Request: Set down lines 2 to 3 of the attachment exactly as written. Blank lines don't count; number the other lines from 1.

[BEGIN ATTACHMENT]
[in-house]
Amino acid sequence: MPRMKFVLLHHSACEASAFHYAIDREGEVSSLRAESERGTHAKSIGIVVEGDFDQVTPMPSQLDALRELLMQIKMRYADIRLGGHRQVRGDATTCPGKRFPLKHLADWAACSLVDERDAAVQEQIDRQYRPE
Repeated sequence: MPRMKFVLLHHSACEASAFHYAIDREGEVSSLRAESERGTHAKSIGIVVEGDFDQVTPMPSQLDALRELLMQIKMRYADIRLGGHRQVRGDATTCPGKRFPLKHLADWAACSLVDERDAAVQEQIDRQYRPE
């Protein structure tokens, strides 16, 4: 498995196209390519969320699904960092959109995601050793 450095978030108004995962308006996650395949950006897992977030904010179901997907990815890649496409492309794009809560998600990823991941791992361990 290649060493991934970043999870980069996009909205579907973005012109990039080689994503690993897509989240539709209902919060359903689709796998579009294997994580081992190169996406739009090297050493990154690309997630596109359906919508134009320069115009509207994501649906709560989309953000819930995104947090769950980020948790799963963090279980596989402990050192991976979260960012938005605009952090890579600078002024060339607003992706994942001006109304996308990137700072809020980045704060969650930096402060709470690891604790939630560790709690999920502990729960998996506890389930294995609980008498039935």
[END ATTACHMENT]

Amino acid sequence: MPRMKFVLLHHSACEASAFHYAIDREGEVSSLRAESERGTHAKSIGIVVEGDFDQVTPMPSQLDALRELLMQIKMRYADIRLGGHRQVRGDATTCPGKRFPLKHLADWAACSLVDERDAAVQEQIDRQYRPE
Repeated sequence: MPRMKFVLLHHSACEASAFHYAIDREGEVSSLRAESERGTHAKSIGIVVEGDFDQVTPMPSQLDALRELLMQIKMRYADIRLGGHRQVRGDATTCPGKRFPLKHLADWAACSLVDERDAAVQEQIDRQYRPE